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Discover How Archaeologists Translated Secret Martian Writings!

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Wouldn’t it be cool if Mars once held a civilization similar to our own? That is the premise of H. Beam Piper’s 1957 science fiction novelette “Omnilingual” where a group of specially trained scientists travel to the Red Planet to uncover an ancient Martian city. The scientists find themselves stumped by the aliens’ language until one dedicated and tenacious archaeologist finds a “Rosetta Stone” that opens the proverbial floodgates.

Non-Spoiler Summary In A Nutshell:

Rosetta Stone“Omnilingual” follows the story of Martha Dane, an archaeologist working with a team of the first explorers on Mars. While other scientists are busy exploring the red landscape, excavating buried skyscrapers and classifying the local fauna, Martha is working hard to crack the Martian language. How hard? Well, some of her esteemed colleagues are accusing her of being narrow minded and risking too much of her scholarly reputation. They may very well be right, because she has nothing to show for all her long hours spent pouring over Martian books – not even one word! But when the expedition stumbles into a well preserved university she finally gets her chance to prove the others wrong – as long as their own amazing discoveries don’t steal the show!

One of the civilian volunteers, a woman professor of natural ecology from Penn State University, was looking up and down the hall.

“You know,” she said, “I feel at home here. I think this was a college of some sort, and these were classrooms. That word, up there; that was the subject taught, or the department. And those electronic devices, all where the class would face them; audio-visual teaching aids.”

“A twenty-five-story university?” Lattimer scoffed. “Why, a building like this would handle thirty thousand students.”

“Maybe there were that many. This was a big city, in its prime,”

My Two Cents:

• The good:

  • This is a well written and fascinating story about the discovery of an ancient culture. If you have any interest in archeology, or linguistics, or anthropology then you will most likely enjoy this story.
  • Another in the long line of great short stories that are about (or take place on) Mars.
  • This is a rather famous short story. Best to read it now so that you can keep up with intellectual conversations about science fiction!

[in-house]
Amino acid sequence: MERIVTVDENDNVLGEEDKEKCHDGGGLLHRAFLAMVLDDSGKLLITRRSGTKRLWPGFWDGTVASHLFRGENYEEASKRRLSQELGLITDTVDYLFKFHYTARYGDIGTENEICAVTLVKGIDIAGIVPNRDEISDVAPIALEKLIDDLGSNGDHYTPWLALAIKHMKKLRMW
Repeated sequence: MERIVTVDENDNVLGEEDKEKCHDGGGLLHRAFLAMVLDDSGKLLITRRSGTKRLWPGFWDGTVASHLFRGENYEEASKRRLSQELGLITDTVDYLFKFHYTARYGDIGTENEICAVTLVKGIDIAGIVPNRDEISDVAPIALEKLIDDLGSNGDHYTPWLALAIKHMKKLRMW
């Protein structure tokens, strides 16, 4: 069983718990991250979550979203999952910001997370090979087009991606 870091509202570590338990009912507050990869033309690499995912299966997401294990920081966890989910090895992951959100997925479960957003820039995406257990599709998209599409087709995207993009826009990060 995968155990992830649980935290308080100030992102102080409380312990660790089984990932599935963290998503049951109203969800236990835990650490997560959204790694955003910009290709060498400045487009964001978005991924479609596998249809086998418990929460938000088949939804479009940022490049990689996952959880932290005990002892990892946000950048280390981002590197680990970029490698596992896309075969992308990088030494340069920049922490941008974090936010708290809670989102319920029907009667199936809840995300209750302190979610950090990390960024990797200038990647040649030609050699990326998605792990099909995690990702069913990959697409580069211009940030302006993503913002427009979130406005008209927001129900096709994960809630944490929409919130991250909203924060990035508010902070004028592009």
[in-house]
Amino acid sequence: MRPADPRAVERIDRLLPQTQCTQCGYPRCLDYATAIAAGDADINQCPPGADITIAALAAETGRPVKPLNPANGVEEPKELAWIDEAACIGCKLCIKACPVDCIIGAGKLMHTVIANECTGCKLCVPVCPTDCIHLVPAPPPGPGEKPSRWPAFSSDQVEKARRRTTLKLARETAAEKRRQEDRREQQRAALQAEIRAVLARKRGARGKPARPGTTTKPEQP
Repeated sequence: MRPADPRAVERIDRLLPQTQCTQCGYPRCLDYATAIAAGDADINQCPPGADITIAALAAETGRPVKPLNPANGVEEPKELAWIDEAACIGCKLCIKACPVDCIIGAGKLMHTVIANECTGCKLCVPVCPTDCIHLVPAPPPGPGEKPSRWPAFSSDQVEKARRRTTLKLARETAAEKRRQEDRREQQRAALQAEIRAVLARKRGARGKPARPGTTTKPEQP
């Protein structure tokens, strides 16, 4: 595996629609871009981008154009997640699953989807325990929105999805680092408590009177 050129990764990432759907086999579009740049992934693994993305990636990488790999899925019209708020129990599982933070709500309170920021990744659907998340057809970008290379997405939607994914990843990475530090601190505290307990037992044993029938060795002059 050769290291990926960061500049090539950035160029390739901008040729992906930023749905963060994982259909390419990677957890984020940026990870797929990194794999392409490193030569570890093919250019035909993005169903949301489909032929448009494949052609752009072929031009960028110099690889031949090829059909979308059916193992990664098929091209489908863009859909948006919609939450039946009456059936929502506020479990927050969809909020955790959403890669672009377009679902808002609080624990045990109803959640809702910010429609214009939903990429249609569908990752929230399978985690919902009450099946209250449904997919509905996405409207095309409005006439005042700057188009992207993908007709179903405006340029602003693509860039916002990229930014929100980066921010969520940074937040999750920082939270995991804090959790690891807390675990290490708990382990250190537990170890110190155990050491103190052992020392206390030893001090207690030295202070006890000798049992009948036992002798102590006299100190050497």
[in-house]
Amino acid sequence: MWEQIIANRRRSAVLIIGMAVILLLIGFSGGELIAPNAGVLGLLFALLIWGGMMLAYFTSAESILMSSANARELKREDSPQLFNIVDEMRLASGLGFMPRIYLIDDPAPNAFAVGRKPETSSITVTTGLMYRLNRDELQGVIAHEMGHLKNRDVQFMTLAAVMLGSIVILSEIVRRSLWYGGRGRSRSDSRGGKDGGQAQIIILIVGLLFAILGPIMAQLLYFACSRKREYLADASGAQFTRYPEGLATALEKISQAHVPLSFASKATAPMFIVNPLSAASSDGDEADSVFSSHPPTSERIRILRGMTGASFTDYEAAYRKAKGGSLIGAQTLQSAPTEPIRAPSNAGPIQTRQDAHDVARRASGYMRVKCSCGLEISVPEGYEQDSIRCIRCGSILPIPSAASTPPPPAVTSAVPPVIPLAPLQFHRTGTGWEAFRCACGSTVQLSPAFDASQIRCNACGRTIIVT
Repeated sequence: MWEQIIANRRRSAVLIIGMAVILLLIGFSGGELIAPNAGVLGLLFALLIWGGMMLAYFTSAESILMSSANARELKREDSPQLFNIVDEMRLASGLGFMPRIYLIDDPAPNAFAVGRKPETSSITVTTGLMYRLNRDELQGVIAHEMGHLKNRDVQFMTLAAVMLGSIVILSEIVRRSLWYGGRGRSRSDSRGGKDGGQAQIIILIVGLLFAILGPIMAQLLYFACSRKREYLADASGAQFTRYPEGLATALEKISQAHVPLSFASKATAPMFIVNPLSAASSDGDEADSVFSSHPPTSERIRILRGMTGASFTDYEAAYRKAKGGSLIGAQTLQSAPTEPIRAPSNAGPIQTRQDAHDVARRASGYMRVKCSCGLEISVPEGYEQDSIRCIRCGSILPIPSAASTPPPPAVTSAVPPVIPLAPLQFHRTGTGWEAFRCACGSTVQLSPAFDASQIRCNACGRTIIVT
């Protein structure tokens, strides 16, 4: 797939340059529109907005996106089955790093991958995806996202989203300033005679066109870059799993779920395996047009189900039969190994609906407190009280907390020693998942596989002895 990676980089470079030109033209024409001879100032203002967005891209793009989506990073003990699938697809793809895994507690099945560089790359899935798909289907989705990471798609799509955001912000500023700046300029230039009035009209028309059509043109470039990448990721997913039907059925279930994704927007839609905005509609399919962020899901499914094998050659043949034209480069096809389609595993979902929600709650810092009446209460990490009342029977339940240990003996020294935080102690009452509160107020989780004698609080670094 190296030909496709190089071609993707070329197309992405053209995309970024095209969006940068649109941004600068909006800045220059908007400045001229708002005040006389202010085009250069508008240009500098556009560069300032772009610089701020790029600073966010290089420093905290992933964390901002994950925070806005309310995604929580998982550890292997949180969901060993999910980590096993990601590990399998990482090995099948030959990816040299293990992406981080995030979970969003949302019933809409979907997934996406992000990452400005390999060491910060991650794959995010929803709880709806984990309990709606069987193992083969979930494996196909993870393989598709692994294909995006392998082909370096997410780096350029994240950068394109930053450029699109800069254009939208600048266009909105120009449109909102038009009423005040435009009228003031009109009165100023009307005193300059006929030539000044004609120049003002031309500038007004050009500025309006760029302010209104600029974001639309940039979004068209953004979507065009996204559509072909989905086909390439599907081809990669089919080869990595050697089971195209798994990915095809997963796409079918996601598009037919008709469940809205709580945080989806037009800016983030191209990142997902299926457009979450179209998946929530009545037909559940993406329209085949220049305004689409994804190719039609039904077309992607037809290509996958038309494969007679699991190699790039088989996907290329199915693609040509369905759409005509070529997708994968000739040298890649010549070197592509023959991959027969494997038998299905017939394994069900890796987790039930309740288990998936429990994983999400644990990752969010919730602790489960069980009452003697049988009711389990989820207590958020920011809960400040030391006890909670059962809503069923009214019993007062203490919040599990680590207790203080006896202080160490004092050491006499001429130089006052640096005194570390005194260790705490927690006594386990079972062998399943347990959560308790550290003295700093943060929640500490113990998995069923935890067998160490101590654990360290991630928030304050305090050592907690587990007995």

• The bad:

  • This is not an action story. It is about the careful process of discovering an ancient alien culture. If you are the kind of person who has to have lasers and car chases in a story then you may want to skip this one.

Fact Sheet:
• Page Count: 30
• Word Count: 16,420
“Omnilingual” garnered the following awards:

  • It placed 30th in the 1971 Astounding/Analog All-Time Poll for short fiction.

Where you can find “Omnilingual”:

  • This novelette first appeared in the February 1957 issue of Astounding Science Fiction.
  • “Omnilingual” is included in the excellent collection of classic science fiction stories The World Turned Upside Down .
  • You can read a nice HTML or plain text version of “Omnilingual” (complete with illustrations) at Project Gutenberg.

Some Interesting Links:

  • You may enjoy this story more if you know a little bit about the real Rosetta Stone.
  • Did you know that H. Beam Piper, the author of “Omnilingual”, never attended college but instead went to work on the Pennsylvania Railroad? Yep. You can learn more about this science fiction author at Wikipedia.
  • Do you like my title for this post? It is part of a group writing project about “killer titles”.

Craving More Stories?
If you enjoyed this story then you might also like A Rose for Ecclesiastes, about a gifted linguist who is the first human allowed to read sacred Martian texts, by Roger Zelazny.

2 thoughts to “Discover How Archaeologists Translated Secret Martian Writings!”

  1. Hi Rusty,

    Found this site through the problogger contest. Like your title, made me laugh and had to click. As it turns out, I like good science fiction a lot but have a hard time figuring out how to find the good stuff. This looks like a good place to figure that out. I’ll put you on my feed. Cheers.

  2. Thanks Bill,

    Good science fiction is getting much easier to find online – thanks to lots of great web sites and readers who point out the best stuff!

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